Social, social, social. Lets get social (don't click if you value your sanity). We're constantly barraged with the importance of social media - whether you're a writer, a small business owner or, well...a regular punter. Social media can be a pain. It can drive us insane - what with the opinionated tweets, banal Facebook posts, and narcissistic Instagram pages.
But in all honesty - social media has redefined how we write and communicate - for better or worse. If you're a wannabe Shakespeare, that might be a bad thing. But for the rest of us, it's great.
Now, our communications are more:
1. Clear and concise
3. Personalised and relevant
The thing is, 140 characters forces you to say what you want to say quickly, clearly and - in many cases - creatively. Not only is it training us to write accordingly, it's also training us to expect that level of communication from each other.
That means...lengthy, complex content, long-form posts and dry, impersonal 'business talk' is becoming more and more out of fashion. Consequently, we need to completely redefine our approach to online writing.
Applying The Tip
Write For An ADHD 8th-Grader
Yep. Social media has reduced our attention spans. Now, we spend less time on words, and more on more visually engaging stimuli (Netflix and chill....anyone?). That's why we need to write in a concise, simple, legible manner. Here's how:
1. Break content into short paragraphs interspersed with bullet-points, images, bolded/italic key phrases
2. Always use simple word variations (or...word choices!) - full list here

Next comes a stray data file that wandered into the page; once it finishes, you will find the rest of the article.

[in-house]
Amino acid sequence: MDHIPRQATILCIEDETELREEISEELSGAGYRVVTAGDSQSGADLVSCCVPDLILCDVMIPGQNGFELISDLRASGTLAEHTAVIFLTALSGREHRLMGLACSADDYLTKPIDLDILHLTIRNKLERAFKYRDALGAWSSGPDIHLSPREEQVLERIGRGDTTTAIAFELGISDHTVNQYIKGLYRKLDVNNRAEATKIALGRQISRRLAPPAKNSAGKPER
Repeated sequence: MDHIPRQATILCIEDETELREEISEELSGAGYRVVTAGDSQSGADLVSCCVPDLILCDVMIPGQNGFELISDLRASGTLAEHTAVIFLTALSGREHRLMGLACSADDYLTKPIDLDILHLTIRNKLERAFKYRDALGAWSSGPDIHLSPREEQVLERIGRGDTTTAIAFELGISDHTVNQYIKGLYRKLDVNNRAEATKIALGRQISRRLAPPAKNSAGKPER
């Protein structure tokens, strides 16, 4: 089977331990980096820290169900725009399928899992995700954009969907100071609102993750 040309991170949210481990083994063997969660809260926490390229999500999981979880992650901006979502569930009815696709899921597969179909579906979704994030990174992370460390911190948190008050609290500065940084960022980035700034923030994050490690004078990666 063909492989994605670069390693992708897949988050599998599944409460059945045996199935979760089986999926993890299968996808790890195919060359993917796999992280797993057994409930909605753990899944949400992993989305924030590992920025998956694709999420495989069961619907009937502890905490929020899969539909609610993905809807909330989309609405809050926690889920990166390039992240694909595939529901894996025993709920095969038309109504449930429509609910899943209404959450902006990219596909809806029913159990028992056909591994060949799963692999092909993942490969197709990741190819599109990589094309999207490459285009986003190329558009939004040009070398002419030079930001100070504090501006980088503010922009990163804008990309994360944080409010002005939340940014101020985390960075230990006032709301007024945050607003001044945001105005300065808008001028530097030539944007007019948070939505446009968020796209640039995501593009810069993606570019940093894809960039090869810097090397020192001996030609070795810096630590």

4. Cut unnecessary words, phrases, and keep everything simple - use the Hemingway Editor to get your writing to 8th grader level
Don't Just Talk - Create a Conversation
Social media is all about the conversation. It's allowing customers to directly interface and influence companies on a personal level for the very first time - and it's absolutely fascinating. Now, companies are finding much more success talking in a direct, friendly, no-nonsense manner. Take the likes of Apple, or Trello, or Innocent Smoothies.
1. Make it feel like you're a friend recommending a service/product - through social proof (testimonials, case studies, statistics)
2. Write like you're talking to one person - not thousands (individuals are reading, not crowds)
3. Use conversational language (contractions like ain't, casual phrases like 'funny business')
4. Mix super short, short and medium sentence lengths (just like a normal conversation)
5. Address the readers needs/problems - offer them helpful advice or ask them explicitly to engage
We can learn a ton from the world of social media. On cultural, psychological, and practical business levels. So, next time you write that intro email, web page or flier, are you going to talk at your audience, or with them? I'll leave that up to you.
Daily Writing Tips is where I share my expertise on web writing, content strategy, online business, creativity, and more.